Democrats invited to talk with Bush

He says he won't compromise on Iraq

April 11, 2007|By Noam N. Levey and James Gerstenzang | Noam N. Levey and James Gerstenzang,LOS ANGELES TIMES

WASHINGTON -- Two weeks after congressional Democrats invited President Bush to negotiate over timetables for withdrawing troops from Iraq, the president issued his own invitation yesterday "to meet with me at the White House."

But he made clear that he wouldn't compromise.

"At this meeting," Bush said in a speech at American Legion Post 177 in Northern Virginia, "the leaders in Congress can report progress on getting an emergency spending bill to my desk. We can discuss the way forward on a bill that is a clean bill, a bill that funds our troops without artificial timetables for withdrawal."

Democrats didn't ask the White House for an appointment.

"I prided myself on being a pretty good lawyer," Senate Majority Leader Harry Reid said half an hour after the president's speech. "I've settled lots and lots of cases. But you never settle a case going in saying, `You can come and meet with me, but here's what the result's going to be before we meet.' That doesn't work."

As a result, the Iraq standoff between the Republican president and Democratic lawmakers continued for another day, with each side accusing the other of playing politics with money vital for the troops.

Last month, Democrats in the House and Senate narrowly passed emergency spending bills that set timelines for withdrawing U.S. forces from Iraq, which they say would force the Iraqi government to take more steps to reduce violence and bridge sectarian divisions.

"The essence of what we're proposing is a refocus and a change of missions," said Sen. Jack Reed, a Rhode Island Democrat who is a leading architect of the Democratic legislative efforts to end the war.

The House and Senate plans set different dates and conditions for a withdrawal, but both require the Iraqi government to meet benchmarks demonstrating progress.

Both plans also would allow some U.S. troops to remain in Iraq to protect U.S. personnel, train Iraqi forces and conduct anti-terrorism operations.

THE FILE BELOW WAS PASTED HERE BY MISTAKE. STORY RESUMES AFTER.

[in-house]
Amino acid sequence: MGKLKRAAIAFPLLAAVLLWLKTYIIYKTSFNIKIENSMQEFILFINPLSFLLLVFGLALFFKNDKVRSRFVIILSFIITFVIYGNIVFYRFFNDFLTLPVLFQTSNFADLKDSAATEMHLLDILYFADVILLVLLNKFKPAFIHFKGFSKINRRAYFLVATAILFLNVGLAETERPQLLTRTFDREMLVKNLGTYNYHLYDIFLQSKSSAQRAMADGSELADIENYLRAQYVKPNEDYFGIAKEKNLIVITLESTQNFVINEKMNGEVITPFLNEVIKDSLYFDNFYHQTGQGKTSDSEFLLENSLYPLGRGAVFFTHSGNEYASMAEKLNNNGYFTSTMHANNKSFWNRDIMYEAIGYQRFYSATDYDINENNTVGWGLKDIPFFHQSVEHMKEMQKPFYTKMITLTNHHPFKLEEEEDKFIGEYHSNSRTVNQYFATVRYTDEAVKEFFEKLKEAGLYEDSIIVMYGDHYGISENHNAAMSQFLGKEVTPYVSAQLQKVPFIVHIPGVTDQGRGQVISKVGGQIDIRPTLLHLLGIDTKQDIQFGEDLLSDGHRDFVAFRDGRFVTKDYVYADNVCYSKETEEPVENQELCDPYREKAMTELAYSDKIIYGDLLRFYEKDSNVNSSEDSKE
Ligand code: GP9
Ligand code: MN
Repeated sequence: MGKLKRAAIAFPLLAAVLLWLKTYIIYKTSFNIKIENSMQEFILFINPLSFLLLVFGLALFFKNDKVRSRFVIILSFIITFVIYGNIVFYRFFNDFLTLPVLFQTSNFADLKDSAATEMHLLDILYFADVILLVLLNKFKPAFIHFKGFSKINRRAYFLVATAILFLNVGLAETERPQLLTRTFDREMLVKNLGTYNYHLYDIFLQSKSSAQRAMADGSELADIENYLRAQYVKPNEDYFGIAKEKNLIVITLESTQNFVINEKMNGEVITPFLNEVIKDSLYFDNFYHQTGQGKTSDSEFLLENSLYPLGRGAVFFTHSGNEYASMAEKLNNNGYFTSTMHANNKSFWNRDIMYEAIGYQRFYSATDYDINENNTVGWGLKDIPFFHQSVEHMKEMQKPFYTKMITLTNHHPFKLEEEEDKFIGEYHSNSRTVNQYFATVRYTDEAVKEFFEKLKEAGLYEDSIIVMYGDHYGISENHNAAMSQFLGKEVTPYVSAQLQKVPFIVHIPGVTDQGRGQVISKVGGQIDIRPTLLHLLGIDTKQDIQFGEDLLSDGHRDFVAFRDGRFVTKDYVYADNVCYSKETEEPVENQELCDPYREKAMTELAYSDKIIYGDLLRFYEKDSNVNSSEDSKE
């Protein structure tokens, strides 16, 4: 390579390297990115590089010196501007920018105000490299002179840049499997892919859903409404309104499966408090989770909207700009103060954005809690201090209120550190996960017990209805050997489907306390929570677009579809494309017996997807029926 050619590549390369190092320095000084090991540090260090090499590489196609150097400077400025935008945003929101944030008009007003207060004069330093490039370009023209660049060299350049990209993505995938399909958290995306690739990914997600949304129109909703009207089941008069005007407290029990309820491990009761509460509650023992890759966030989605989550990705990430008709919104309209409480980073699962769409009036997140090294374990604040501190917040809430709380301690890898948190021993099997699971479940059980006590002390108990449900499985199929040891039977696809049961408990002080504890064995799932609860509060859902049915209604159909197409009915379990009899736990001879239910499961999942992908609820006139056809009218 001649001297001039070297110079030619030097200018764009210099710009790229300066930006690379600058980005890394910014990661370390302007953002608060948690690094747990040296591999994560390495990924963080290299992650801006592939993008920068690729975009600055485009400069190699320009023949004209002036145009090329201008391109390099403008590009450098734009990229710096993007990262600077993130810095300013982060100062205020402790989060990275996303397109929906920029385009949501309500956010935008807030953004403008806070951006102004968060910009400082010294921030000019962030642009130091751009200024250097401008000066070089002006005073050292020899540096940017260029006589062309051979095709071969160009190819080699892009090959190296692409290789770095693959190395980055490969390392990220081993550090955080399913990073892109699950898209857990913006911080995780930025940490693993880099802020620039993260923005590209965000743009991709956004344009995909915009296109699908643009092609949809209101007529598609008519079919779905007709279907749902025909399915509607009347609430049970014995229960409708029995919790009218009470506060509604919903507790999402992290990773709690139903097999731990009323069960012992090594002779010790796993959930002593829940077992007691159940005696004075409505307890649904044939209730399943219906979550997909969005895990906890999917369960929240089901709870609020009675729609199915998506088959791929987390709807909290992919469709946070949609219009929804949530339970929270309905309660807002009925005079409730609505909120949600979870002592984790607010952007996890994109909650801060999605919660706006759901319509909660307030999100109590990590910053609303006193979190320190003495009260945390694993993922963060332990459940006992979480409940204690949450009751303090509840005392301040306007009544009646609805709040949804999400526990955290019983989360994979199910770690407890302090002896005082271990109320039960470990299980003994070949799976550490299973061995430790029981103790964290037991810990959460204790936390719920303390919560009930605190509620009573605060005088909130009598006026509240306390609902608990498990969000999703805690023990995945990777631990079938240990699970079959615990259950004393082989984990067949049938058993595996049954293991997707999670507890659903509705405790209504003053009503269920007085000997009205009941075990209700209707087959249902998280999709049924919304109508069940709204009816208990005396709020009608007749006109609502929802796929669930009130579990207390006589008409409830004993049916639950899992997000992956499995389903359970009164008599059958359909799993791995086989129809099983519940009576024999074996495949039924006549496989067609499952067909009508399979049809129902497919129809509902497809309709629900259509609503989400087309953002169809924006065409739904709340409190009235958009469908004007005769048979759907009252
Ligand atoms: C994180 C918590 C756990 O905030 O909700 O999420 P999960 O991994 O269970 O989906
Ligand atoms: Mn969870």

Bush and his GOP allies in Congress have repeatedly said that such an approach would undermine U.S. efforts aimed at controlling violence in Iraq.

The president has threatened almost daily to veto any bills that, as he put it yesterday, "substitute the judgment of politicians in Washington for the judgment of our commanders on the ground."

Bush wants Democrats to send him a bill without conditions.

Two weeks ago, Reid and House Speaker Nancy Pelosi, a California Democrat, sent Bush an invitation to "sit down and work together."

"You apparently intend to follow a political strategy that would needlessly delay funding for our troops," they wrote in a letter that accused the president of having failed to provide adequate funding the military and care for veterans.

The White House never responded, Reid's office said. "They never respond to our letters," said Reid spokesman Jim Manley.

Yesterday, seconds after saying that he wanted to host lawmakers at the White House, the president called the Democratic leadership "irresponsible" and said it is "bent on using a bill that funds our troops to make a political statement."

He said later, "When it comes to funding our troops, we have no time to waste. It's time for them to get the job done."

Reid responded, "He should read our legislation. We're trying to be reasonable."

Noam N. Levey and James Gerstenzang write for the Los Angeles Times.

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